Tear gas and bullets filled the air. We began running, running for our lives. We looked back just in time to see a canister hit the ground less than 50 yards from where we were standing -- soaring overhead, it felt like bombs were dropping on us. We couldn't breathe or concentrate; the cameras were on and running when we thought they were off, and we're glad they captured the craziness that ensued.
The smoke filled our lungs and burned our eyes. We could feel the heaviness of it in our legs and fingertips. People were crying, people were shouting, people were scared and people were excited. We couldn't believe this happens every week. When we found one of the canisters on the ground, we were in shock by their it's size...these things are weapons, not demonstration crowd diffusers.
We found ourselves stuck, stuck in a game of cat and mouse. Boys with rocks as their only weapons feeling trapped inside a cage with little to do but protest on Fridays vs. men who have an obligation to serve their country when they turn 18 with almost no other choice. We witnessed what some would call nonviolent resistance, though it was clear to us that antagonizing the soldiers to get them to retaliate was part of the plan to begin with. But how can you blame them? On the other hand, the soliders went above and beyond their duty by chasing us a few hundred yards away from the wall and in fact, all the way into the village with tear gas filling a local school yard. Without a doubt, this was an abuse of power. It's absurd. But what would you do if you were a young boy with no money or future in sight, your older brother or cousin had just been captured and place in administrative detention, and your father's land had been illegally taken away after the war? Would you just stand by and let the government take advantage of you, enforce absurd curfews and take away any rights you thought you had? For the soldiers, what would you do if you were told that men with suicide bombs will come running at you through the wall and take your life if you don't take the upper-hand and act first? We watched boys and men alike return to the village in defeat, and the uniforms snuck back in shame through the field of trees to their side of the fence; we stood more confused than ever...crying.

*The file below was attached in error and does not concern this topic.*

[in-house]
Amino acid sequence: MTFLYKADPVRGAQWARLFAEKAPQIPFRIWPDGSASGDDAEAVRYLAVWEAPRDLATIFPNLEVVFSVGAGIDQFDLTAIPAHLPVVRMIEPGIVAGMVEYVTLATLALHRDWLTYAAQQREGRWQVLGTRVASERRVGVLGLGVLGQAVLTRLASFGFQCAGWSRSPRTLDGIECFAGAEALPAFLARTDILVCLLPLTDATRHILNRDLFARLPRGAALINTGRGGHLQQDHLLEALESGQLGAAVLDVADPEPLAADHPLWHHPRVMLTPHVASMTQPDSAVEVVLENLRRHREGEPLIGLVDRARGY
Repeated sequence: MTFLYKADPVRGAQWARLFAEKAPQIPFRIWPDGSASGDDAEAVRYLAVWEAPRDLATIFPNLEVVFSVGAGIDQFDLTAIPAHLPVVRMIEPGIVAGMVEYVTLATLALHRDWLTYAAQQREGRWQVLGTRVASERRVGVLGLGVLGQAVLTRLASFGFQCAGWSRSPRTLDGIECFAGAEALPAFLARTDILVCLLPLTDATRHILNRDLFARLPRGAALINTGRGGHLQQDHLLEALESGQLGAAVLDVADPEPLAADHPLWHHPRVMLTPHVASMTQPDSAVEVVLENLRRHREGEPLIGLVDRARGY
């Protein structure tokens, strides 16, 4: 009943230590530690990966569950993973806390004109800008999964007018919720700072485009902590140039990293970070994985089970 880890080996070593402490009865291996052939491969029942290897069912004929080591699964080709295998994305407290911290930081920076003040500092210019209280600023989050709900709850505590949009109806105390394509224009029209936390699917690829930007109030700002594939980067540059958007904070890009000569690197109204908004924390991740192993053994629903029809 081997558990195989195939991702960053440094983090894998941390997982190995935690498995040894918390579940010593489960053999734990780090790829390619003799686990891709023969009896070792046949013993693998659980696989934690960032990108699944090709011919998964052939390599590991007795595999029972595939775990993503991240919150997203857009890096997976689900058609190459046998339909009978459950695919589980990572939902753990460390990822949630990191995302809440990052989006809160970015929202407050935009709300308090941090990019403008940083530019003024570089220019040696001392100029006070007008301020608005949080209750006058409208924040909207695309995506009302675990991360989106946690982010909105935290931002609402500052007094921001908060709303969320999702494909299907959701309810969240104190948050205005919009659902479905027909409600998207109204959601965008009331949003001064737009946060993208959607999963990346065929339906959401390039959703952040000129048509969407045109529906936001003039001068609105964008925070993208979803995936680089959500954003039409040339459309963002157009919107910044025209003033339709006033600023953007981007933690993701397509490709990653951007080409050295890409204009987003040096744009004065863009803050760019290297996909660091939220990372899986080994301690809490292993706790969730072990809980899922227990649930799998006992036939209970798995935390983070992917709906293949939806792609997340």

I think this was the first time that we have ever used an onion to stop the tears. We joined the same boy who had been leading the chants only hours earlier now huddled in the corner inhaling the remedy. Together we cured the tear-gas asthmatic attack that had seeped through our lungs, burned our finger tips and parched the eyes.